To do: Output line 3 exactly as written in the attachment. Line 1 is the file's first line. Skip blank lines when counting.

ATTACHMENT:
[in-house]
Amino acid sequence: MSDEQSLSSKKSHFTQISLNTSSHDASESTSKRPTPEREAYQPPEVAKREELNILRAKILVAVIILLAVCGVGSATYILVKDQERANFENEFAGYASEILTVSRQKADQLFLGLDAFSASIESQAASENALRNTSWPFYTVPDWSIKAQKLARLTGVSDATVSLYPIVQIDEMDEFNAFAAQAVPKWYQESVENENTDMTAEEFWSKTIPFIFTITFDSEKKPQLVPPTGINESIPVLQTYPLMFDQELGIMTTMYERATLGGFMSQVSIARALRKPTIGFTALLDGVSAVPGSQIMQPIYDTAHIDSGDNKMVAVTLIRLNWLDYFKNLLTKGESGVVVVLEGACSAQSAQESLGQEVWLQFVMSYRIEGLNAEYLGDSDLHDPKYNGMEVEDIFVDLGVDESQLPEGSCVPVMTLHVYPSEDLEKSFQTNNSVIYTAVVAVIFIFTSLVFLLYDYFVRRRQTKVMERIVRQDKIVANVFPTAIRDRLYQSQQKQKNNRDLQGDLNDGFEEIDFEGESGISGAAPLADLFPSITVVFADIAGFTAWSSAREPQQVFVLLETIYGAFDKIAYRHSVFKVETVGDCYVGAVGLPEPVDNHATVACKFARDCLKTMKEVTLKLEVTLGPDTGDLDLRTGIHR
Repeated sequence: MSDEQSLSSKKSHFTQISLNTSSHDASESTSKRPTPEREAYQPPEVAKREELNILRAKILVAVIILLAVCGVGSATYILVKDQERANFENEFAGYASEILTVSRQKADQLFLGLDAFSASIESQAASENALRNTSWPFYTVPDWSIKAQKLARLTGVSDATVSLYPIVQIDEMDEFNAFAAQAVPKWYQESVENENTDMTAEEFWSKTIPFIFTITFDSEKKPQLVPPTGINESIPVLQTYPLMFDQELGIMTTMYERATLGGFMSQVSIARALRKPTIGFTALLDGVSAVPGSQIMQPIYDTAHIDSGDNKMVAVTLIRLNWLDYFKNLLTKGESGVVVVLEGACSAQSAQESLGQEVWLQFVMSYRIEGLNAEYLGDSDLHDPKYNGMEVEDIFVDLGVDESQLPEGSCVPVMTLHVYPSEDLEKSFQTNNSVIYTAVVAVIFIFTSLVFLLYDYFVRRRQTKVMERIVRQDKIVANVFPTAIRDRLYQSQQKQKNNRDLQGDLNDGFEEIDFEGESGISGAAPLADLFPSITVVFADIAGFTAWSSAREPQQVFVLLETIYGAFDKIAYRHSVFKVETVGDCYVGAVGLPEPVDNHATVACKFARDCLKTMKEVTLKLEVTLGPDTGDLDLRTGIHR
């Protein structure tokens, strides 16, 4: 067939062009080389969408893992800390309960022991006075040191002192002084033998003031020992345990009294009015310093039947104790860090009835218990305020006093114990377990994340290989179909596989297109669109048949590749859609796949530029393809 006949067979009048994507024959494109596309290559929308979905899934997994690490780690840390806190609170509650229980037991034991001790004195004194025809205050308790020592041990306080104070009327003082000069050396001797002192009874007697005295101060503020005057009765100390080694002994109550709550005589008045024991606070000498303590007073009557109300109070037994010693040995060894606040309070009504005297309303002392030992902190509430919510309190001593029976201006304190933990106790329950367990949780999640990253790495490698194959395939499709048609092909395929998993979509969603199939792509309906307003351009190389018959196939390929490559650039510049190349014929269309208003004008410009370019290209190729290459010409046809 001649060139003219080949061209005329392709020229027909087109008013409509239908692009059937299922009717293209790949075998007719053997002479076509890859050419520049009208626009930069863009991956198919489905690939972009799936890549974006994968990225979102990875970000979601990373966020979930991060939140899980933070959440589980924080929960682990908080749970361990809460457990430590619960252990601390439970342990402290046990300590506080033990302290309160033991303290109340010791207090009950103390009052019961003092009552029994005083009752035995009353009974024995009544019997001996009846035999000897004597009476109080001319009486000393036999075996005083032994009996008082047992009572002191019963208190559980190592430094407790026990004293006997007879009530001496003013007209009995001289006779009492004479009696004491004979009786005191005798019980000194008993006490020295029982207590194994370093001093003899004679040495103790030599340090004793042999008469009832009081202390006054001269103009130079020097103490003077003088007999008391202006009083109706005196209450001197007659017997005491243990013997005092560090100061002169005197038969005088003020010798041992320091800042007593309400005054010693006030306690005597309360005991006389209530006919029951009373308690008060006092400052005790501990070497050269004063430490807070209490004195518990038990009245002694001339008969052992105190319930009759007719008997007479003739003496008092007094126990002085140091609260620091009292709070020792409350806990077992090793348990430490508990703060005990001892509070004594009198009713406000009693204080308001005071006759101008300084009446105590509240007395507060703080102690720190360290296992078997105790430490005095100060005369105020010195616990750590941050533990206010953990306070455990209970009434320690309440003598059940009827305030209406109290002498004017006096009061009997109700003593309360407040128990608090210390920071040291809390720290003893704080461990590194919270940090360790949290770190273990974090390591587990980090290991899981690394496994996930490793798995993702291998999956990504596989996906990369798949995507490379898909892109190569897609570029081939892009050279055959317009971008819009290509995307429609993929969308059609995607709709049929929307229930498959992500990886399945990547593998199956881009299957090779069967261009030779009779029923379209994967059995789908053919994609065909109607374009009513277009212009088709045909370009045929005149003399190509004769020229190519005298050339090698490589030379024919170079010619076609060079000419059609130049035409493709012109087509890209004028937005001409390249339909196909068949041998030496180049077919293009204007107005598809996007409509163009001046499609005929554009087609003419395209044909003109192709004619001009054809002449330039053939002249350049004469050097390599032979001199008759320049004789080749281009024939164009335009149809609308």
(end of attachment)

Repeated sequence: MSDEQSLSSKKSHFTQISLNTSSHDASESTSKRPTPEREAYQPPEVAKREELNILRAKILVAVIILLAVCGVGSATYILVKDQERANFENEFAGYASEILTVSRQKADQLFLGLDAFSASIESQAASENALRNTSWPFYTVPDWSIKAQKLARLTGVSDATVSLYPIVQIDEMDEFNAFAAQAVPKWYQESVENENTDMTAEEFWSKTIPFIFTITFDSEKKPQLVPPTGINESIPVLQTYPLMFDQELGIMTTMYERATLGGFMSQVSIARALRKPTIGFTALLDGVSAVPGSQIMQPIYDTAHIDSGDNKMVAVTLIRLNWLDYFKNLLTKGESGVVVVLEGACSAQSAQESLGQEVWLQFVMSYRIEGLNAEYLGDSDLHDPKYNGMEVEDIFVDLGVDESQLPEGSCVPVMTLHVYPSEDLEKSFQTNNSVIYTAVVAVIFIFTSLVFLLYDYFVRRRQTKVMERIVRQDKIVANVFPTAIRDRLYQSQQKQKNNRDLQGDLNDGFEEIDFEGESGISGAAPLADLFPSITVVFADIAGFTAWSSAREPQQVFVLLETIYGAFDKIAYRHSVFKVETVGDCYVGAVGLPEPVDNHATVACKFARDCLKTMKEVTLKLEVTLGPDTGDLDLRTGIHR